Thursday, April 22, 2010

Common Classes vs. Domain Specific Classes

Right now, I have had an interesting phone call with a potential customer. Quite important to mention - my conversational partner has lots of experience using code generators.

After a 10 minute talk, it came to my mind, that we are talking about different things. My conversational partner has the idea, that generators are transforming
Common Classes from a graphical representation to a textual code representation.

Common Classes mean classes as we now them from object-oriented languages or UML. In a nutshell, such classes do have a class name, a base class, members variables and member functions.

If we have to represent a Domain-Object, let's say a Service-Object, all the properties of this Service have to be expressed by member variables and member functions. When working with Common Classes, it makes no difference whether we implement some
service calls or functions to set up the service environment.

class MyUserService implements IService

// Service Calls
public boolean registerUser(int id, String name) {...}
public boolean deregisterUser(int id) {...}
public User getUser(int id) {...}

// Service Environment

public boolean setUserRegistry(UserRegistry userRegistry);

public boolean resetUserRegistry();

Domain Specific Classes on the other hand side, we can distinguish between functions concerning Service Call and Service Environment.

Since we are not working with Common Classes, we first have to design our
Domain Specific Classes. Means, we have to specify the Attributes (i.e. class name) and the relation between these classes. In actifsource, we do this task in a diagram editor using an UML-like syntax.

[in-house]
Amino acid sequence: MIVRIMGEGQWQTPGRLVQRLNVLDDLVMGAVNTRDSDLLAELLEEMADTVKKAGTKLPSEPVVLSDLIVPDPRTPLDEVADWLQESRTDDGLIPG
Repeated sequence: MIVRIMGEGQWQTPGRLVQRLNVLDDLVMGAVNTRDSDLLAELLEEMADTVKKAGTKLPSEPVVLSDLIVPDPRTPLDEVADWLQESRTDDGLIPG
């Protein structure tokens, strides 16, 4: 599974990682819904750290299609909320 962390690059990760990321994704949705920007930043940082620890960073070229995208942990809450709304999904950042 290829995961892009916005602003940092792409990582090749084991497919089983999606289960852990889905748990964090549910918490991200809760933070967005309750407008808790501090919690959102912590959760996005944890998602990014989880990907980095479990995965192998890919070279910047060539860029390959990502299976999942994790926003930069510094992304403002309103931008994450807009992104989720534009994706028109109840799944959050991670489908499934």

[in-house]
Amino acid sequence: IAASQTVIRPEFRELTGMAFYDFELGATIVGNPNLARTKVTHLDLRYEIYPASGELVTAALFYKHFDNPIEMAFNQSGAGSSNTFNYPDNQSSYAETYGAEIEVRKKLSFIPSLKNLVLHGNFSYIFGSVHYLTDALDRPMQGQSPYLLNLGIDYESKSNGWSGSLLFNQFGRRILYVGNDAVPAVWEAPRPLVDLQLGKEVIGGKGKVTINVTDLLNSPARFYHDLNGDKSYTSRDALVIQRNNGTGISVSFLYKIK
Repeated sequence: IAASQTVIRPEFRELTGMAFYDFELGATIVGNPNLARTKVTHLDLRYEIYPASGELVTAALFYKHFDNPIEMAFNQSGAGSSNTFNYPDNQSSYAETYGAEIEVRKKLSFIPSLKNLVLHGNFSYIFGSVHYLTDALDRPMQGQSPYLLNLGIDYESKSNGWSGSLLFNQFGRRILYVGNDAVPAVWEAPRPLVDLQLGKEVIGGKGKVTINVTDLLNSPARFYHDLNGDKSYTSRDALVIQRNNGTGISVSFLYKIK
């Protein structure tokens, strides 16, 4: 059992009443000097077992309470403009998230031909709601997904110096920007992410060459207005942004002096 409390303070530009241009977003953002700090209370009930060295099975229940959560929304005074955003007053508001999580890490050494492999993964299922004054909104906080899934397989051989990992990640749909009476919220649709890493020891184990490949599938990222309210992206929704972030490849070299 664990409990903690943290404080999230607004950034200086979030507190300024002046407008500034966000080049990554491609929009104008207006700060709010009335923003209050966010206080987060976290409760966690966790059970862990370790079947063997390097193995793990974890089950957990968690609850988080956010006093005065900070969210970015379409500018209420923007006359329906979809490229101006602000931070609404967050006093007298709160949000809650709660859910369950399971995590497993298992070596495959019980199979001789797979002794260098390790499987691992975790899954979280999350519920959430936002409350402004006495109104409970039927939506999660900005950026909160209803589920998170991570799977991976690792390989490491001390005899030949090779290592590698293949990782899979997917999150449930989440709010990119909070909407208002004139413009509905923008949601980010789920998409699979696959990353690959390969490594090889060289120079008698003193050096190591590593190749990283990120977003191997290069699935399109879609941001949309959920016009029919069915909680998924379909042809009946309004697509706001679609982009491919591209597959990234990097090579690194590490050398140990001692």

Since we do have an exact Specification of our Domain Specific Classes, the Domain Objects are no longer of type Class, but type of the domain-specific class Service.

As shown above, we can now create dozens of specific services of type Service. As you know from your experience, every specific service has a similar implementation.

By example, we write a class for every service. Furthermore, we write a function for every service call. Subsequent, we do have do write a typed parameter for every service call argument.

Today, this tedious and error prone work is done for every service over and over again. But how would it be, if we could state our intension just by writing template code? Template code which doesn't depend on Common Classes - but which refers to Domain Specific Classes!

The idea behind actifsource is writing templates, bases on Domain Specific Classes, rather than Common Classes! Doing so gives you the possibility to write templates as easy as you write code.

Working with Domain Specific Classes allows you to access all the attributes of your domain in the templates which is rather easier than coping with Common Classes!

No comments:

Post a Comment